An entrepreneur’s playbook for ‘when the going gets tough’Ishan Gupta
With the new ‘age of startups’, most of us are fascinated by entrepreneurs and their success stories. But the journey of an entrepreneur is not as glossy as it appears. With a high mortality rate of about 90 percent in the first year of operation, a plethora of startups hit failure even before they see the light of the day.
A series of missteps and mistakes – that’s an entrepreneur's life before the right idea is nailed and hailed by the world. On that path, even though an entrepreneur at times has had to down the shutters, the story of their ‘failure’ itself is an important lesson for every other entrepreneur who aspires to dream and follow their passion to build something from scratch.
To be sure, there is no magic key that can unlock the correct technique to become a ‘successful entrepreneur’, but a series of personal experiences and learnings can be a survival playbook for young entrepreneurs aspiring to prove their mettle.
Is it an undying passion or an unfailing vision that keeps you going, when the going gets tough? Here are a few tips that can help you make this journey easier!
Be a lifelong learner
A successful entrepreneur never stops learning. While you learn when you fail, you also learn a lot more when you grow. You have to learn-unlearn-relearn things in every single phase to stay above the competition, and learning is not just limited to the core business competence. During the journey of your venture, at times you play the role of an HR, and other times you double down as a marketing expert or people expert.
Keep answering the question of ‘why’ to yourself
Nothing is certain. In umpteen situations of your entrepreneurial journey, things won’t go as planned. Your day-to-day task of building your business might defocus you from your vision. Many times, there will be situations of self-doubt owing to numerous failed tasks. At such time, you need to remember ‘why’ you chose to be an entrepreneur in the first place, and remind yourself about the vision that you have for your business from time to time.
Accept your ‘failure’ and learn
For an entrepreneur, success is the most important thing. But it’s not wrong to fail. At times it is necessary to fail in order to be successful in the long run. Mostly when entrepreneurs fail, they don’t really accept it. Say, ‘Í failed!’, and learn the art of acceptance. Only then will you be able to motivate yourself to try harder. It’s a lesson that needs to be learned from the circumstances you undergo. Reflect and learn from it, and as Mark Cuban rightly said, “It doesn’t matter how many times you have failed, you only have to be right once.”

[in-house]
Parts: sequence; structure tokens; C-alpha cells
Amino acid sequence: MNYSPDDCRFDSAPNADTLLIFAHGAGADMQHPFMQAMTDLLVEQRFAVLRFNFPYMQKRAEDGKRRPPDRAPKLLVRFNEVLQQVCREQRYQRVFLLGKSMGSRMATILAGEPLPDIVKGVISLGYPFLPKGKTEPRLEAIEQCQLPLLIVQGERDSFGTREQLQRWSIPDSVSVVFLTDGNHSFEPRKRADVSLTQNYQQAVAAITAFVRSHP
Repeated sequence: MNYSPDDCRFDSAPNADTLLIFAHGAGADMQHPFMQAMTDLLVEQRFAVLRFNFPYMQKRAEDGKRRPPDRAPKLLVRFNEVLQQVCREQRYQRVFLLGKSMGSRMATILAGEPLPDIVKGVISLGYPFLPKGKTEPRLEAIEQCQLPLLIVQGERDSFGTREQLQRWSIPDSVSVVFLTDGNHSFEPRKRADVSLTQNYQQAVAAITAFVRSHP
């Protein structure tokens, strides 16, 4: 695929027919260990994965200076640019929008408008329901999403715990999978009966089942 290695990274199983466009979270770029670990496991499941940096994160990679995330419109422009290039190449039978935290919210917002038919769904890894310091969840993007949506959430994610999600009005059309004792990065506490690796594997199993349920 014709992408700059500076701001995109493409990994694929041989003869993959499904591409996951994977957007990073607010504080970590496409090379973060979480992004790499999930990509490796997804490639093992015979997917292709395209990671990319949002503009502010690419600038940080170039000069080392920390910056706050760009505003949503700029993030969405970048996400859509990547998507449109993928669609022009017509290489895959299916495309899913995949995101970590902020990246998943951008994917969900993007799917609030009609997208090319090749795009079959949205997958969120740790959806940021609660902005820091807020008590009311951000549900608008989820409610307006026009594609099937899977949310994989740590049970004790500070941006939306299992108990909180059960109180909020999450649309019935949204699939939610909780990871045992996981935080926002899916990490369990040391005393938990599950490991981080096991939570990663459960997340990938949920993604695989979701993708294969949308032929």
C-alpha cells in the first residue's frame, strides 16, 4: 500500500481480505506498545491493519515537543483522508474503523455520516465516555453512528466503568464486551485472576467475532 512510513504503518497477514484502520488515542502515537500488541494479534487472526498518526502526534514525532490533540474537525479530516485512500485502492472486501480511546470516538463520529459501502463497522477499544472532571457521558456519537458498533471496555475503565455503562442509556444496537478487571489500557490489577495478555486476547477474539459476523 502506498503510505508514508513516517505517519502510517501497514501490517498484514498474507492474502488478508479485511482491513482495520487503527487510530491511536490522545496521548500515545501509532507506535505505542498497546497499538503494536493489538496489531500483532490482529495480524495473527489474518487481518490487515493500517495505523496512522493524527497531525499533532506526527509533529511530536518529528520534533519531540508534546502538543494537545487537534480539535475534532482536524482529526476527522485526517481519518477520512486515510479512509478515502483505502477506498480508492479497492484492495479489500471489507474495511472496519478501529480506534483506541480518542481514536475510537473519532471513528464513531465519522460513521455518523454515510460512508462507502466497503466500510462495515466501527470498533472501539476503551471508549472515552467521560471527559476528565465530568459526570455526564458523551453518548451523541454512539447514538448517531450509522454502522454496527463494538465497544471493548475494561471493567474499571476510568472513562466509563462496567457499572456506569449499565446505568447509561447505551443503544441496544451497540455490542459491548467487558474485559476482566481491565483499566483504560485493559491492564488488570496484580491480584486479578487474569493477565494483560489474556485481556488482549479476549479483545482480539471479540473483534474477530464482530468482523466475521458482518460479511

Work with a cohesive and collaborative attitude
It’s true that it is your business idea, but it’s crucial to remember that it’s not just about you. As much as you lead the journey of your startup, your team is unequivocally part of every crest and trough you go through in that journey. You need to build your team as one cohesive unit which works in a collaborative mode, and that is only possible in a setup that is transparent. “Talent wins games, but teamwork and intelligence win championships,” says Michael Jordan. A business is only successful if the team is united and focused.
Quality is better than qualification
When building a team, chose quality over qualifications. It’s important to understand if an individual will imbibe the team culture, values, and vision of your business. Someone who has a low test score, but great logical thinking capability, may turn out to be more beneficial for your team.
To sum up, as an entrepreneur, you require more than you anticipate. You need to be a perpetual learner who looks for new answers every day, and as Sebastian Thrun, the founder of online education platform Udacity and considered the father of self-driving technology, once said, “Be fearless, be curious, and develop a growth mindset. For those who learn, there is no such thing as a failure.”
Ishan Gupta is Managing Director of Udacity India.
(Disclaimer: The views and opinions expressed in this article are those of the author and do not necessarily reflect the views of YourStory.)